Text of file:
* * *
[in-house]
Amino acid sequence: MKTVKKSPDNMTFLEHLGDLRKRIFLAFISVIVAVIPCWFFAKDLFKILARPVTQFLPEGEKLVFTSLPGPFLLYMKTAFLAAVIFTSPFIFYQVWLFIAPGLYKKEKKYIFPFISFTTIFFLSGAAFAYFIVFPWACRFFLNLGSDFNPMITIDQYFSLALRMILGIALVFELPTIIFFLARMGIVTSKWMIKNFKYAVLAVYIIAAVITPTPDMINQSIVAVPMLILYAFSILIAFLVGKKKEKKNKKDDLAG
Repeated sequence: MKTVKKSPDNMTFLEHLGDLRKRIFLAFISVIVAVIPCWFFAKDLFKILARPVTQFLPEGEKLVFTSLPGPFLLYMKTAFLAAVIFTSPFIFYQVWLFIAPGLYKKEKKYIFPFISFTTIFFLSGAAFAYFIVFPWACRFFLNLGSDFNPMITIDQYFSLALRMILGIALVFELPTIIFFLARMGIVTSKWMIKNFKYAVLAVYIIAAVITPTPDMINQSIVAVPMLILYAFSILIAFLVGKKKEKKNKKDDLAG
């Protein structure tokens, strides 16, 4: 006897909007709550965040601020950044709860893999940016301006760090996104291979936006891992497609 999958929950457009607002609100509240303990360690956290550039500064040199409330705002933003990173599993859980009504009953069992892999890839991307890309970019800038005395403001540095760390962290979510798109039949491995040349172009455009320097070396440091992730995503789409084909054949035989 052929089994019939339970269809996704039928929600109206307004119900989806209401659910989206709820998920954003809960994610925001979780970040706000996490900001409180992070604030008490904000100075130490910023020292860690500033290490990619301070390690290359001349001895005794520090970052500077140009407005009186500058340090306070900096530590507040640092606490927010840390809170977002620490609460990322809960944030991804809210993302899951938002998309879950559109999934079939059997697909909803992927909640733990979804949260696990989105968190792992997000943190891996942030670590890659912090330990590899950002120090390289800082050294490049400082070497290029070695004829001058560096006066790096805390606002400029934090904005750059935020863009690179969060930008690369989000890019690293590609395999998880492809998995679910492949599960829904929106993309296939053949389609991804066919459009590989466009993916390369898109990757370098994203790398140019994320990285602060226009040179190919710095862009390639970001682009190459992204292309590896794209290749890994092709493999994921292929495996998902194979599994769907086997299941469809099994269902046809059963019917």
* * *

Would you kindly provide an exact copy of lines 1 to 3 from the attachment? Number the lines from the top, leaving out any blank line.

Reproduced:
[in-house]
Amino acid sequence: MKTVKKSPDNMTFLEHLGDLRKRIFLAFISVIVAVIPCWFFAKDLFKILARPVTQFLPEGEKLVFTSLPGPFLLYMKTAFLAAVIFTSPFIFYQVWLFIAPGLYKKEKKYIFPFISFTTIFFLSGAAFAYFIVFPWACRFFLNLGSDFNPMITIDQYFSLALRMILGIALVFELPTIIFFLARMGIVTSKWMIKNFKYAVLAVYIIAAVITPTPDMINQSIVAVPMLILYAFSILIAFLVGKKKEKKNKKDDLAG
Repeated sequence: MKTVKKSPDNMTFLEHLGDLRKRIFLAFISVIVAVIPCWFFAKDLFKILARPVTQFLPEGEKLVFTSLPGPFLLYMKTAFLAAVIFTSPFIFYQVWLFIAPGLYKKEKKYIFPFISFTTIFFLSGAAFAYFIVFPWACRFFLNLGSDFNPMITIDQYFSLALRMILGIALVFELPTIIFFLARMGIVTSKWMIKNFKYAVLAVYIIAAVITPTPDMINQSIVAVPMLILYAFSILIAFLVGKKKEKKNKKDDLAG